The far right’s problem with liberalism, according to Gopnik, is its overreliance on reason and underappreciation for order. From this perceived weakness springs the three distinct attacks: triumphalist authoritarianism, theological authoritarianism, and tragic authoritarianism. Triumphalist authoritarianism or nationalism is the idea that “the organizing force in life” is the nation, the tribe, the people. The globalism and cosmopolitanism of the liberal elite is a sham and cares not one wit for the communities it levels in its destructive wake. “Whole communities, entire cities, are being stripped of their identity and history—by the relentless march of capitalism, yes, but also by a cultural elite in London or New York or Paris or Palo Alto that looks down its nose at anyone left behind and tries to impose ideas on them.” The obvious reaction to this sneering cosmopolitanism is to “lash out at an establishment that shows little empathy with their existence,” even if this means electing a strongman, wannabe authoritarian figure like Trump.
Theological authoritarianism, what Gopnik rightly sees as a more sophisticated and intellectually respectable foe of liberalism, finds its expression in recent political tracts like Patrick Deneen’s Why Liberalism Failed. Authority, we are told, shouldn’t come from people but something more stable, like religion. “Theological authoritarians,” Gopnik writes, “hate liberalism not because liberals are weak but because they seem so strong, so arrogant and complacent in their denial of divine truth.” Although not exactly popular in a society that takes ideas like the separation of church and state for granted, the theological triumphalist translates their criticism of liberalism into a criticism of materialism. Liberalism, we are told, “proposes a world of such narrow self-fulfillment that it naturally alienates all but the small group of self-seekers it benefits, and even they are mostly miserable.” Far from the paradise it’s often made out to be, liberalism is nothing but “opportunism, hedonism, and anarchy.”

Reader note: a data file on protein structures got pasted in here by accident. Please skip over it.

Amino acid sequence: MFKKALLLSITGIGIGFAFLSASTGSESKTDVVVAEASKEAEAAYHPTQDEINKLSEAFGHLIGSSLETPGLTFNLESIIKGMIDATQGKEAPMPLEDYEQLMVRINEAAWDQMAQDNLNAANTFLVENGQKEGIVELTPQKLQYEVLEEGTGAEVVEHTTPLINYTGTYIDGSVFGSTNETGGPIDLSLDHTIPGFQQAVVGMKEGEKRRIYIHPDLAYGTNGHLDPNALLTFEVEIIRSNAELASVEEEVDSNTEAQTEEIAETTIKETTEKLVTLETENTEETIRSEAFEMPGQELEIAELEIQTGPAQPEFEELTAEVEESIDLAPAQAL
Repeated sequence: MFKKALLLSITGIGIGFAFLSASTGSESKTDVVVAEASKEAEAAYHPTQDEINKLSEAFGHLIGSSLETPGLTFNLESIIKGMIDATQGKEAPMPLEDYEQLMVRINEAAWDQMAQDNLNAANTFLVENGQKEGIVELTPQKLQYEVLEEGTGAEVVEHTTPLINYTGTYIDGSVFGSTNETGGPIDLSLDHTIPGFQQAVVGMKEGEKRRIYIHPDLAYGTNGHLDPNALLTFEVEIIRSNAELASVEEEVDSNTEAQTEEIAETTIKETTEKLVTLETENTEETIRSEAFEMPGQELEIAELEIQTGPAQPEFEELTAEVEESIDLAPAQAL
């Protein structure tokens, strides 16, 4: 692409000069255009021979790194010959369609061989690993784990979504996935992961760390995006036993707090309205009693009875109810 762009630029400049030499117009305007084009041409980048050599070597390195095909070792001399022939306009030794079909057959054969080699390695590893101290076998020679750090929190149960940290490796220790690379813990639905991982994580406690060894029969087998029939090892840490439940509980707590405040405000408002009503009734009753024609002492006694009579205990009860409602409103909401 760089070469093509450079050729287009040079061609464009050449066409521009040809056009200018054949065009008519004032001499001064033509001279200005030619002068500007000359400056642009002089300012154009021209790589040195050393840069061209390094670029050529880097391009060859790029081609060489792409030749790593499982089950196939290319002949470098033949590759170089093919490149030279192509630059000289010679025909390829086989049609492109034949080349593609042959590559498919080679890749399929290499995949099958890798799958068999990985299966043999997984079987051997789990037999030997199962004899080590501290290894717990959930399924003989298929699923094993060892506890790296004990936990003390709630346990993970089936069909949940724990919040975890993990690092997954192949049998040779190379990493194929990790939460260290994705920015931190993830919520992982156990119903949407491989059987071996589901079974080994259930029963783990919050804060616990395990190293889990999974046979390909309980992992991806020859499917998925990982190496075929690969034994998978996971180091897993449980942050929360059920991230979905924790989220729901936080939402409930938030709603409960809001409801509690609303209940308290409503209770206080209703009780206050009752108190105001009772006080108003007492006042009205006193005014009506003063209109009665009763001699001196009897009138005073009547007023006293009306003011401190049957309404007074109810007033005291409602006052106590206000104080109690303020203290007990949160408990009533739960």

The last front of the Right’s assault comes from tragic authoritarianism, which has a problem not with liberal secularism but liberal progressivism. Liberalism is over-confident in its ability to rearrange and reform people’s lives for the better. It starts in grandiose theory and abstract ideas about equality and fairness and ends in disaster. Because liberals are out of touch with the real world and refuse to acknowledge the “tragic wisdom” that comes from, well, experience rather than books and conferences, they try to paper over the unpalatable parts of life with utopian projects which, when implemented, mostly just serve to screw things up.
Gopnik, unsurprisingly, thinks much of the criticism coming from these three corners is off the mark—he’s not wrong: liberalism is a capacious tradition and, to a certain extent, you can find just about anything you want in there so long as you find your way back to the typical liberal justifications. But we are still confronted with three rather large, sweeping critiques: liberalism destroys communities and nations, it actively errodes religious sentiment, and ignores the simple fact that we will never escape tragedy.